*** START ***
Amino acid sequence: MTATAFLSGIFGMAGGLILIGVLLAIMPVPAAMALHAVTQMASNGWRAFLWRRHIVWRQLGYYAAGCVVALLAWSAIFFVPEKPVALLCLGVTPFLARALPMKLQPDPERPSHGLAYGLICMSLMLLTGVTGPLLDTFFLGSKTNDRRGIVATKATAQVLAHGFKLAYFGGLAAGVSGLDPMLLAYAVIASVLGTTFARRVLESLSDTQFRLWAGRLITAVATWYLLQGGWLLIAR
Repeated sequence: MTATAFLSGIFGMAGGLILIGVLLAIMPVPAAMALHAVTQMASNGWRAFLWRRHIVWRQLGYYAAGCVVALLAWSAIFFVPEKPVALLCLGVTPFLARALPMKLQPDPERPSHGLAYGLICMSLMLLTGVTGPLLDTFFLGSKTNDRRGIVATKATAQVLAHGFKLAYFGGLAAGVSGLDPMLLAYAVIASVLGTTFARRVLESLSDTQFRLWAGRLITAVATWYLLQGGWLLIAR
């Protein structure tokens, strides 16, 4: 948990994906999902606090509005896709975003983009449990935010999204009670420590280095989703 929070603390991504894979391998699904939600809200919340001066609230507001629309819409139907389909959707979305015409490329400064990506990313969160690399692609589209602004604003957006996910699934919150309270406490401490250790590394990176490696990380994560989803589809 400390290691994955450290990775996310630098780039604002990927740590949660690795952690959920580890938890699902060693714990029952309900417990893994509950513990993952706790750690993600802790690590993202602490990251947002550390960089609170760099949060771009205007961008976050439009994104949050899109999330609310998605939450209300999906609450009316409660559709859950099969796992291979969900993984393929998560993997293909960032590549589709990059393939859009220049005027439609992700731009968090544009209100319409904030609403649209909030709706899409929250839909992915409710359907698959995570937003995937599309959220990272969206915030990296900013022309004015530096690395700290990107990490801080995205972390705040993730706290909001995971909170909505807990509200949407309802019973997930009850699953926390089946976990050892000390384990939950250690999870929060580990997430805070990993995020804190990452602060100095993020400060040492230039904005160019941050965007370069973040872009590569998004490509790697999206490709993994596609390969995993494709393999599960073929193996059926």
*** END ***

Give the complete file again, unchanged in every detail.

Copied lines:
Amino acid sequence: MTATAFLSGIFGMAGGLILIGVLLAIMPVPAAMALHAVTQMASNGWRAFLWRRHIVWRQLGYYAAGCVVALLAWSAIFFVPEKPVALLCLGVTPFLARALPMKLQPDPERPSHGLAYGLICMSLMLLTGVTGPLLDTFFLGSKTNDRRGIVATKATAQVLAHGFKLAYFGGLAAGVSGLDPMLLAYAVIASVLGTTFARRVLESLSDTQFRLWAGRLITAVATWYLLQGGWLLIAR
Repeated sequence: MTATAFLSGIFGMAGGLILIGVLLAIMPVPAAMALHAVTQMASNGWRAFLWRRHIVWRQLGYYAAGCVVALLAWSAIFFVPEKPVALLCLGVTPFLARALPMKLQPDPERPSHGLAYGLICMSLMLLTGVTGPLLDTFFLGSKTNDRRGIVATKATAQVLAHGFKLAYFGGLAAGVSGLDPMLLAYAVIASVLGTTFARRVLESLSDTQFRLWAGRLITAVATWYLLQGGWLLIAR
């Protein structure tokens, strides 16, 4: 948990994906999902606090509005896709975003983009449990935010999204009670420590280095989703 929070603390991504894979391998699904939600809200919340001066609230507001629309819409139907389909959707979305015409490329400064990506990313969160690399692609589209602004604003957006996910699934919150309270406490401490250790590394990176490696990380994560989803589809 400390290691994955450290990775996310630098780039604002990927740590949660690795952690959920580890938890699902060693714990029952309900417990893994509950513990993952706790750690993600802790690590993202602490990251947002550390960089609170760099949060771009205007961008976050439009994104949050899109999330609310998605939450209300999906609450009316409660559709859950099969796992291979969900993984393929998560993997293909960032590549589709990059393939859009220049005027439609992700731009968090544009209100319409904030609403649209909030709706899409929250839909992915409710359907698959995570937003995937599309959220990272969206915030990296900013022309004015530096690395700290990107990490801080995205972390705040993730706290909001995971909170909505807990509200949407309802019973997930009850699953926390089946976990050892000390384990939950250690999870929060580990997430805070990993995020804190990452602060100095993020400060040492230039904005160019941050965007370069973040872009590569998004490509790697999206490709993994596609390969995993494709393999599960073929193996059926």